Even though the main goal of the government’s action was to protect sex workers and exploited children, “sex workers across the U.S. and Canada swarmed social media to air concerns rarely heard in political discourse: To them, Backpage’s demise meant the end of safeguards and a reliable revenue stream in a profession that’s not going anywhere.”

How do we approach this topic? Should we stick to the moral principle that prostitution is morally wrong and should not be facilitated in any way? What about the principle of protecting free speech? Free association? How do we reconcile conflicting moral principles?

Should we look at this like a consequentialist and say that prostitution exists whether or not it is legal and we should try to protect workers whose professions make them vulnerable to abuse? What if these actions don’t do anything to limit child sex trafficking and it simply moves to another site?

What is the responsibility of the platform on which this whole debate is playing out?

A few interesting resources to explore this topic.

Reply All: No more safe harbor

The Podcast, Reply All covered this story with some great reporting. You can find a link for the episode as well as the transcript.

“But the thing that caught my eye in the aftermath of this story was that there were all these sex workers on the internet and they were all saying the same thing: this law is a disaster. Even though it’s supposed to go after sex trafficking,It’s actually going to go after us, voluntary sex workers. And that Backpage, it was not the boogeyman that the government had made it out to be, it was actually a website that was doing a lot of good.
“And I wondered – how could that be true? How can a website that sold children be good for the world? So I spent the past couple of weeks I’ve been talking to sex workers.”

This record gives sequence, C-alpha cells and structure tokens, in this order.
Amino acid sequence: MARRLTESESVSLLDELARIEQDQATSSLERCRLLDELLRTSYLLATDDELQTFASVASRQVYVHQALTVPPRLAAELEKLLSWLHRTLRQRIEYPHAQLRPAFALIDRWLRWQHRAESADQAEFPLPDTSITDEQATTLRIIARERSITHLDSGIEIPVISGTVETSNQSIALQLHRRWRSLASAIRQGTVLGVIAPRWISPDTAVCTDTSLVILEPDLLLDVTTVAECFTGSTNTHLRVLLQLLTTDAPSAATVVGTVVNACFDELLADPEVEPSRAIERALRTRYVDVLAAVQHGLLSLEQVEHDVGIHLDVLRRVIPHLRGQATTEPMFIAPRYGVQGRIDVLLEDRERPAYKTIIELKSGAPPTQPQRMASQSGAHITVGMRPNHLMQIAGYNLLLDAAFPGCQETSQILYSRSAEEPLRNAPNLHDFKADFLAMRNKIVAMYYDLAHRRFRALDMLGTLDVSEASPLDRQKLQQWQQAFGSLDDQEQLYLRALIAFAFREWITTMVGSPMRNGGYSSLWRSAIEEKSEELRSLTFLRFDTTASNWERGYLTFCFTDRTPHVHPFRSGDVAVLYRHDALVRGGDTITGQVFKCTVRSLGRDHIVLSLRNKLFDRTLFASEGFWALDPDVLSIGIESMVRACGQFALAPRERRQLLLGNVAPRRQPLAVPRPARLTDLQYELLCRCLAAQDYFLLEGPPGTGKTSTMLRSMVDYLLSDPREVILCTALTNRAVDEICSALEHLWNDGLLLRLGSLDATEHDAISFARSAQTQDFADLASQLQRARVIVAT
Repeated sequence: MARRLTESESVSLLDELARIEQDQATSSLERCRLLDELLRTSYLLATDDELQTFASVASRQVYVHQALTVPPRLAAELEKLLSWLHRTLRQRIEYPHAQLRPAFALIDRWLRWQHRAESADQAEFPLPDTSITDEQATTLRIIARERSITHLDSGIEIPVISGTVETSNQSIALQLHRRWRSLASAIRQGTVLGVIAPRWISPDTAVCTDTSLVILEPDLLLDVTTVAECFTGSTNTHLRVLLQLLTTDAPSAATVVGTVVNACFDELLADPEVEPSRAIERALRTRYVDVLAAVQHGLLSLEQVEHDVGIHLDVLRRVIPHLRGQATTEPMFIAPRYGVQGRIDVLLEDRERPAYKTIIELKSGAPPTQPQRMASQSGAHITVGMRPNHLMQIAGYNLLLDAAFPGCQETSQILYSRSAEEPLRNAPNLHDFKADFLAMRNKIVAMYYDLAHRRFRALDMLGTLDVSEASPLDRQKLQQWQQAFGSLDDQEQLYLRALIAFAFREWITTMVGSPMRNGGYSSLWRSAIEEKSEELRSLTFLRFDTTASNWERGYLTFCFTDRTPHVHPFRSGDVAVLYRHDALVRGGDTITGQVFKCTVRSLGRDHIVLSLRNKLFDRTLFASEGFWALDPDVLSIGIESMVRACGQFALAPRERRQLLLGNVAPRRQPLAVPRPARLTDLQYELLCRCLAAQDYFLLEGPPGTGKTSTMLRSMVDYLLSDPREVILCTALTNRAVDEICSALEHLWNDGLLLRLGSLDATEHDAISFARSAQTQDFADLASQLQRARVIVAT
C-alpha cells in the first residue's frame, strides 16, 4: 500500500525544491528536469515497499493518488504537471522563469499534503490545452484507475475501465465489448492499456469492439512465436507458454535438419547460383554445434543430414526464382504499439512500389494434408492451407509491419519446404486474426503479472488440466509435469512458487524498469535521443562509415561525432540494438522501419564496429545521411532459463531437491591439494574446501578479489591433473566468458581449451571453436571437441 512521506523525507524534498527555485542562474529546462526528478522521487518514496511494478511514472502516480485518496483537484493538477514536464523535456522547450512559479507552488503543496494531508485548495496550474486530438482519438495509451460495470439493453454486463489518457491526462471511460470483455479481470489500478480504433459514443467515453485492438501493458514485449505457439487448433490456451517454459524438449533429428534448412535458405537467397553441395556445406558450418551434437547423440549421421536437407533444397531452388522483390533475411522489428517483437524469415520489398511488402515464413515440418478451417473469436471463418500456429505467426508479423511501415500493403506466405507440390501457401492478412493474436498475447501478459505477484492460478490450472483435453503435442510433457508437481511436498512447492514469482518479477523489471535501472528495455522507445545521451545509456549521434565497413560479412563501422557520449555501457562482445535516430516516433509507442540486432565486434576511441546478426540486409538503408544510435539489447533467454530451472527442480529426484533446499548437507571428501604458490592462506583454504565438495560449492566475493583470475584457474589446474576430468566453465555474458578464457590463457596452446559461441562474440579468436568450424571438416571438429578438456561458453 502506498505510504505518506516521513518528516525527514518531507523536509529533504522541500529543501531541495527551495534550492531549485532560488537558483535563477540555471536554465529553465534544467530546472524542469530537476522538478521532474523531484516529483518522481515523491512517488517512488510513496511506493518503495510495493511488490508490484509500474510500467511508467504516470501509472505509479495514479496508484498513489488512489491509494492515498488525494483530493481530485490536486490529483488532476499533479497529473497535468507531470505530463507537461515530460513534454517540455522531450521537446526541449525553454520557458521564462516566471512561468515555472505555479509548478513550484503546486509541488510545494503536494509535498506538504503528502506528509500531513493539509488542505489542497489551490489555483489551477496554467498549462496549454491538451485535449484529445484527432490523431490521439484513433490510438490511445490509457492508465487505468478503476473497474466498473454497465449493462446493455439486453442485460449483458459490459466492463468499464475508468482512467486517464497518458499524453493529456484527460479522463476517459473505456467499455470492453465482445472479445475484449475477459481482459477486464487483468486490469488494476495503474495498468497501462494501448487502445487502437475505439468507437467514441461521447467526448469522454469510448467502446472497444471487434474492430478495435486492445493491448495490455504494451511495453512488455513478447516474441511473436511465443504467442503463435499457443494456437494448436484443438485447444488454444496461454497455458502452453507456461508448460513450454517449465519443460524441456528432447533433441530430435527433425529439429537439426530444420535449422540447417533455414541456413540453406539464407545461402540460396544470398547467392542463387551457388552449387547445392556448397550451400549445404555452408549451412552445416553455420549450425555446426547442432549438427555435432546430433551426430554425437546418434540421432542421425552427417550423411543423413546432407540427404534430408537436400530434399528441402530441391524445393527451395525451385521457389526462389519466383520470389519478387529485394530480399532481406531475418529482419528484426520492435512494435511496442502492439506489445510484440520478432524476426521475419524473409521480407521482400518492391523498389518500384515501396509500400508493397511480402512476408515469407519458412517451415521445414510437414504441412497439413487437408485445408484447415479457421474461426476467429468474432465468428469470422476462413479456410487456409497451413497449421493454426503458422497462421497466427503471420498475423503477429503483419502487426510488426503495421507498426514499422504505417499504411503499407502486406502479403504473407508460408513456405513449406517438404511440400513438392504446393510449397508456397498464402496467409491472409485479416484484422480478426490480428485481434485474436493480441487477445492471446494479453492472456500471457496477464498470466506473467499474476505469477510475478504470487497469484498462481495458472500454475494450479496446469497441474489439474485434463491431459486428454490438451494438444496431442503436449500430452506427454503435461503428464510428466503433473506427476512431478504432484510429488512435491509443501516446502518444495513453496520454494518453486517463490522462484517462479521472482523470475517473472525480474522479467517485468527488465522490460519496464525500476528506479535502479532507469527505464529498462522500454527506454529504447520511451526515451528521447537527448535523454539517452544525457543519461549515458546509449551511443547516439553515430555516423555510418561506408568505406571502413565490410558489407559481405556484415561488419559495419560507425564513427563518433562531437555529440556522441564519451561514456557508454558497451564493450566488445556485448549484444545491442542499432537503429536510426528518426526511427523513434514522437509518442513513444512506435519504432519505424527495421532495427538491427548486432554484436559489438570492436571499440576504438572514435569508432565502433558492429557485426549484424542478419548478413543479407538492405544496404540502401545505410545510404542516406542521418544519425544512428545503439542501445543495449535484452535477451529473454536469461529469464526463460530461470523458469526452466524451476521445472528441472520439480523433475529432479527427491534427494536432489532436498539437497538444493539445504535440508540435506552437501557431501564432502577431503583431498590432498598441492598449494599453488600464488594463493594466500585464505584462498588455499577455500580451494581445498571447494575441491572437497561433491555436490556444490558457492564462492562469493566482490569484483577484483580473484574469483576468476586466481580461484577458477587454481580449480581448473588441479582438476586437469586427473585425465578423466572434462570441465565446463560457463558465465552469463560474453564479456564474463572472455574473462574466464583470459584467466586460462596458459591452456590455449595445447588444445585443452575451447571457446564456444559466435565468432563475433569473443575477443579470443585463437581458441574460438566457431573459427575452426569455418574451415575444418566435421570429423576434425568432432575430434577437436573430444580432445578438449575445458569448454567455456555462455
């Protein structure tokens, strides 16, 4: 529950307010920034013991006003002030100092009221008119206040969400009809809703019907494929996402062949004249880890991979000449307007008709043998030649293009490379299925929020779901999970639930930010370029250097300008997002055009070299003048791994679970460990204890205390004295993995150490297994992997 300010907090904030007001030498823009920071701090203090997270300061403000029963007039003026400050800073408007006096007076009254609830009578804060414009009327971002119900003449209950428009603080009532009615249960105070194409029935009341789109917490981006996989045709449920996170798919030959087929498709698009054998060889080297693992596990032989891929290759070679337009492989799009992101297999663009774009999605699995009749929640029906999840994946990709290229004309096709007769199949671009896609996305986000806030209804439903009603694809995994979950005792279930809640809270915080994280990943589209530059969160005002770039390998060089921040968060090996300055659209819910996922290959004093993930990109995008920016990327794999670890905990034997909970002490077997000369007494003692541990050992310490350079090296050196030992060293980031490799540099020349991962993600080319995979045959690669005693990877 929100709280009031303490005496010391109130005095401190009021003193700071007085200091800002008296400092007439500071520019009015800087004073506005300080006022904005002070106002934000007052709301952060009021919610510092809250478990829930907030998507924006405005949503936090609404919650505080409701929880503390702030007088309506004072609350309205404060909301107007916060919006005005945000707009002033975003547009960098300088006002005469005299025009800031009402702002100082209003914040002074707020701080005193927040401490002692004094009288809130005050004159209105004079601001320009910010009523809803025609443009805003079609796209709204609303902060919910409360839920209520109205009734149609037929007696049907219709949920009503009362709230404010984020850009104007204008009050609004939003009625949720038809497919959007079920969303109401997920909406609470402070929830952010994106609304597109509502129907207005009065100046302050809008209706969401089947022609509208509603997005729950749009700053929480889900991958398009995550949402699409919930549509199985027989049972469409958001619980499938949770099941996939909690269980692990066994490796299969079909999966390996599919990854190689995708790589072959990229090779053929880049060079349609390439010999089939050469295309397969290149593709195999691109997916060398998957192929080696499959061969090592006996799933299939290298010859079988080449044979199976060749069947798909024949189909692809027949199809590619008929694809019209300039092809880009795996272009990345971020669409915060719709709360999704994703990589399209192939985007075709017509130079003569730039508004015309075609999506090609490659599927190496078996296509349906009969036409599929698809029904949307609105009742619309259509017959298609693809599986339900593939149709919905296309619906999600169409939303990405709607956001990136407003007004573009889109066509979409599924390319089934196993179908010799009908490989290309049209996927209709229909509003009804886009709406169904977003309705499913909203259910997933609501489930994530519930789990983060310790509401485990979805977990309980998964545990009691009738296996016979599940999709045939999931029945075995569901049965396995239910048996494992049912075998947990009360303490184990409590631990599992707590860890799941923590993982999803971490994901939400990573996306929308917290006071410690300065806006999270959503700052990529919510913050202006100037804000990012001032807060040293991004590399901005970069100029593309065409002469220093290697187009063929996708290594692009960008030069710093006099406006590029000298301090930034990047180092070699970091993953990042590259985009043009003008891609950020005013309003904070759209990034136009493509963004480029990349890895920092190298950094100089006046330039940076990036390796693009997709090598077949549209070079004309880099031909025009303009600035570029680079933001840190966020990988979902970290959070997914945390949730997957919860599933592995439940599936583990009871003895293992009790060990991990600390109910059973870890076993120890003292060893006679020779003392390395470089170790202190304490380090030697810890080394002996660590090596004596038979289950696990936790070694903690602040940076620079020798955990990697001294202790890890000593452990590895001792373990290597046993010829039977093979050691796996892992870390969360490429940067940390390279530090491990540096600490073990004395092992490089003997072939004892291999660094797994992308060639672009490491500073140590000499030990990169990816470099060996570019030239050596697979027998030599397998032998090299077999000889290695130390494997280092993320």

https://www.gimletmedia.com/reply-all/119-no-more-safe-harbor

“Sex workers ‘devastated,’ look to alternatives after Backpage closure”

Backpage didn’t turn me into a sex worker, any more than Youtube can turn people in musicians or comedians. It was just the medium. A really good, really helpful medium that was free and accessible.

— Sarah Fenix (@sarahthemoose) April 7, 2018

https://www.usatoday.com/story/news/nation-now/2018/04/13/backpage-closure-sex-workers-react/513802002/

“Backpage’s Sex Ads Are Gone. Child Trafficking? Hardly.”

As for the bill, rather than narrowly targeting websites that knowingly advertise these despicable practices, it would allow police to criminally pursue a website that has no idea it is hosting, and has procedures in place to prevent, ads featuring criminal activity. It does so because the “intent standard” – what a prosecutor has to prove the defendant knew – is vague.

It’s Westworld. What’s Wrong With Cruelty to Robots?

“If we did create conscious beings, conventional morality tells us that it would be wrong to harm them — precisely to the degree that they are conscious, and can suffer or be deprived of happiness. Just as it would be wrong to breed animals for the sake of torturing them, or to have children only to enslave them, it would be wrong to mistreat the conscious machines of the future.

“But how will we know if our machines become conscious?”

 

Psychological Weapons of Mass Persuasion

First, we need to distinguish attempts to manipulate and influence public opinion, from actual voter persuasion. Repeatedly targeting people with misinformation that is designed to appeal to their political biases may well influence public attitudes, cause moral outrage, and drive partisans further apart, especially when we’re given the false impression that everyone else in our social network is espousing the same opinion. But to what extent do these attempts to influence translate into concrete votes?

https://www.scientificamerican.com/article/psychological-weapons-of-mass-persuasion/?utm_source=facebook